This time of year spicy candles fill my home with smells of apple cinnamon and pine trees. Outside the snow is still and bright from reflecting any light that might enter its atmosphere, even on a cloudy day. Our Christmas tree is full of brown, gold, and leopard pattern ornaments with occasional random ones we chose to represent ourselves. My daughter has a multi-colored leopard print Converse sneaker ornament, small enough to fit our tree and it obviously belongs to her. Mine is a cute little squirrel and a birdcage. My husband doesn’t have any. My son made a cross from Sunday School that either got thrown away or is swimming around in our car with various McDonalds paraphernalia. So apparently it’s not one of our more important traditions, but we try.
A lot of people have traditions this time of year. If you have children in school it’s expected that you will probably attend some sort of Christmas recital or holiday program. I had the pleasure of sitting through two of them. My daughter’s program was sweet, but we had to juggle our 4-year-old while at the same time our Kindle was broken.
You can be like my mother and say he should be old enough to sit and be happy to pay attention, but surprise, my son is active. Active, active, active. The first 10 minutes into the program I was using cheap tricks to keep him quiet. My favorite trick was telling him to find his favorite cousin (who wasn’t there) in the crowd of singing children.
When my son was tamed, I had fun playing with my new camera and then showing my husband as if it was the first picture I’ve ever taken. My daughter’s program was lovely when I could actually see what was happening. A lady sitting a few rows in front of me held up what seemed like a more enormous than usual iPad that blocked my view. On top of being vertically challenged, it was a real treat. There she was. Holding it over her head like a John 3:16 sign at a football game. It wasn’t really that bad, but at the time I wanted to summon a pea shooter into my possession.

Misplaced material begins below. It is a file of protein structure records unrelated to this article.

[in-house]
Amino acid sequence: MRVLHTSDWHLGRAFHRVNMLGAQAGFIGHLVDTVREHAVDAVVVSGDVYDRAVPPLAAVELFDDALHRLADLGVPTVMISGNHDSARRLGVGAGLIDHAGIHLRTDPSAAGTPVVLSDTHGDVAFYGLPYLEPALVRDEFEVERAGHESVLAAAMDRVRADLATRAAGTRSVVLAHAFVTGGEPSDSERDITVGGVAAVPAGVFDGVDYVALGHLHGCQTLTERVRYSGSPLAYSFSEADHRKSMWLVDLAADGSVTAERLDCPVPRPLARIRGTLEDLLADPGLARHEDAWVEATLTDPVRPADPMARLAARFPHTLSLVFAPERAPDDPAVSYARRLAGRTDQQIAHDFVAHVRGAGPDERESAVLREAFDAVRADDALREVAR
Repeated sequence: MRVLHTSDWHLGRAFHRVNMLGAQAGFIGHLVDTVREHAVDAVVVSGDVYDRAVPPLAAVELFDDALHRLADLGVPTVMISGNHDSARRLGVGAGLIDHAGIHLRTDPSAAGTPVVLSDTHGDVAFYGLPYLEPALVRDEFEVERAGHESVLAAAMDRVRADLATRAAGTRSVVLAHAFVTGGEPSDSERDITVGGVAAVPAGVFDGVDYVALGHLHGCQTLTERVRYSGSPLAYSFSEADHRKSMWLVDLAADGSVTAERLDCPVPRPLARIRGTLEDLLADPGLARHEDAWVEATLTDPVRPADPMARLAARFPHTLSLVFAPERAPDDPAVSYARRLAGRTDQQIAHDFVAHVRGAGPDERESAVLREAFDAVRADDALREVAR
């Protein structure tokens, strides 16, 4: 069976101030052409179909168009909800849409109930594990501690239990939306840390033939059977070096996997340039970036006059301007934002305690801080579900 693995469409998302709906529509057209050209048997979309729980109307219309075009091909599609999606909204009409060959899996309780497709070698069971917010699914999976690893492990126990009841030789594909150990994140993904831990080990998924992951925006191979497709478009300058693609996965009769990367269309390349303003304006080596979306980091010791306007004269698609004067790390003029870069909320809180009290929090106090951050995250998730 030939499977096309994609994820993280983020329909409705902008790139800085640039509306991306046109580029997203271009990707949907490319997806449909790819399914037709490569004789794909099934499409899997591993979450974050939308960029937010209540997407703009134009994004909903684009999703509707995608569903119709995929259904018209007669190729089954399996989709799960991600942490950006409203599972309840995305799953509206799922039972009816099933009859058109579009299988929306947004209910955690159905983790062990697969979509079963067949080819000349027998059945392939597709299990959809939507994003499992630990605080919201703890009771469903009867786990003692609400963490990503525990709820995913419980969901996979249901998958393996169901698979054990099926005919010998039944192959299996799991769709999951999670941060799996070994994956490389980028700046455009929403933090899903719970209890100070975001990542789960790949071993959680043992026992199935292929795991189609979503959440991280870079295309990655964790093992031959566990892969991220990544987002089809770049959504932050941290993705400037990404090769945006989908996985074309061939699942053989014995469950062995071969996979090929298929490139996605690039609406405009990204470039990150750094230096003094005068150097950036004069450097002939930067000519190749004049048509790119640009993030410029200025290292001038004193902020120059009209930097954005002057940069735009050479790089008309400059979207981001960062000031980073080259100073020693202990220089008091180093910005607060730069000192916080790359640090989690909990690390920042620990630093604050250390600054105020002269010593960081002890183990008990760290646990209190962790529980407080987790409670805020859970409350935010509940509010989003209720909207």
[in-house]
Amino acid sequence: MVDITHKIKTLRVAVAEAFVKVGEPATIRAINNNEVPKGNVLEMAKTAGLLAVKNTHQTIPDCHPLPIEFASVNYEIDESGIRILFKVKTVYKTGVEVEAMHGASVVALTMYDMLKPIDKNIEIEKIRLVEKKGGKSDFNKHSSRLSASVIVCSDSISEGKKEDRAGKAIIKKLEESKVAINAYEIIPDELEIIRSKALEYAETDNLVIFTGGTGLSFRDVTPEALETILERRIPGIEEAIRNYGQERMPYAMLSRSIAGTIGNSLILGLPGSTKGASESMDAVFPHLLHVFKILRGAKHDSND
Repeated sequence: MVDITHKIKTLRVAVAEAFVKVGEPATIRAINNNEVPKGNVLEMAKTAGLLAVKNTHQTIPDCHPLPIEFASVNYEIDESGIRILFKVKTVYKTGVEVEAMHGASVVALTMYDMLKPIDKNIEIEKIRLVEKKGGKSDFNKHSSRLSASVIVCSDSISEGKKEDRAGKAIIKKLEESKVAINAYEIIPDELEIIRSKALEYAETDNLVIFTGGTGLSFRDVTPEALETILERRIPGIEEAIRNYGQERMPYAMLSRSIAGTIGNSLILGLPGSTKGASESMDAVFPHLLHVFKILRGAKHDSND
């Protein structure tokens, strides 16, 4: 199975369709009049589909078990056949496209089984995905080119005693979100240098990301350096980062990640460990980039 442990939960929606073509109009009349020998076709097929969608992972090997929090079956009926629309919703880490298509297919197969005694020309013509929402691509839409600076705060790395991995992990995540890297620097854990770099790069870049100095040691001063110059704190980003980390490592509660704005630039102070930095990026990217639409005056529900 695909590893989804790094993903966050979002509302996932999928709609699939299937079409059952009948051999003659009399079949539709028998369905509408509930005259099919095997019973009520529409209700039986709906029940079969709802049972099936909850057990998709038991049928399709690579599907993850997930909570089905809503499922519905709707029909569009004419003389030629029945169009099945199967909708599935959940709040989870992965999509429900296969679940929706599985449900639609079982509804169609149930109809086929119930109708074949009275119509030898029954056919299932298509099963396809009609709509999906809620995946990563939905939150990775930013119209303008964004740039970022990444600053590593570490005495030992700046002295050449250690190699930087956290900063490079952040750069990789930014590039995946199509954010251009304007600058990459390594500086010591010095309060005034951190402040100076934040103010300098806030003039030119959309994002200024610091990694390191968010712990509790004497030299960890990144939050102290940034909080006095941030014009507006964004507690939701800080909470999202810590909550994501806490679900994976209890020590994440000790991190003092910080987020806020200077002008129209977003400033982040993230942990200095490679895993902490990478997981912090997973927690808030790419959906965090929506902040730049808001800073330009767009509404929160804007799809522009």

At a different venue on a different day, my son’s recital was adorable, but 3- and 4-year-olds are cute just standing there, so it’s a win anyway. His program was an entire Christmas church service, so the message is one I’ve heard my entire life. We hear it year round, but this time of year it’s more exaggerated and brought into full detail.
I can’t lie, I zoned out a bit — like when your mother-in-law tells you the same story over and over again and you have to pretend like it’s the first time you’ve heard it or even worse, you tell her you remember, but she insists on telling it anyway from beginning to end. It’s like that. The art of telling a story is often lost, so don’t get me wrong, I appreciate it. These stories are drilled into my brain for an eternity.
Stories that bore into your mind (or bore you out of your mind) are best heard when they’re interactive. It’s like a birthday party. No one wants to just sit around and hear about it, they like to participate! They like to sing the song, eat the cake, give the gifts, and then play with everything. In the same way our family participates by setting out the Nativity set, reading the story together, putting up decorations, and singing Christmas songs. Sitting in one spot while someone talks at you for a couple hours is not my happy place. So I took a note from these thoughts and applied them.
At our church on Sunday morning, I had the pleasure of teaching the 3- and 4-years-olds the Christmas story. They held the figurines of all the usual suspects from the Nativity set while I read them the Christmas story from a giant picture book. Later they got to add stickers to a nativity scene background hanging on the wall. There were overlapping characters and sheep flying in the sky, but they’re 3 years old. Perfectly normal. They ate sugar cookies as they colored foam crosses to give to their parents as ornaments. Most of the ornaments were bejangled, but the parents’ faces lit up as they received the little gifts.
Here’s the thing: When our holiday traditions are over, we thank them for the affair. We say goodbye, see you in 11 months! We hope to meet you there. We say hello to another day, but the tidings don’t end here. We have the pleasure to greet and gladly receive this brand new year!
Kasi McClure enjoys being a wife and mother of two in Kenai. She can be reached at firstname.lastname@example.org.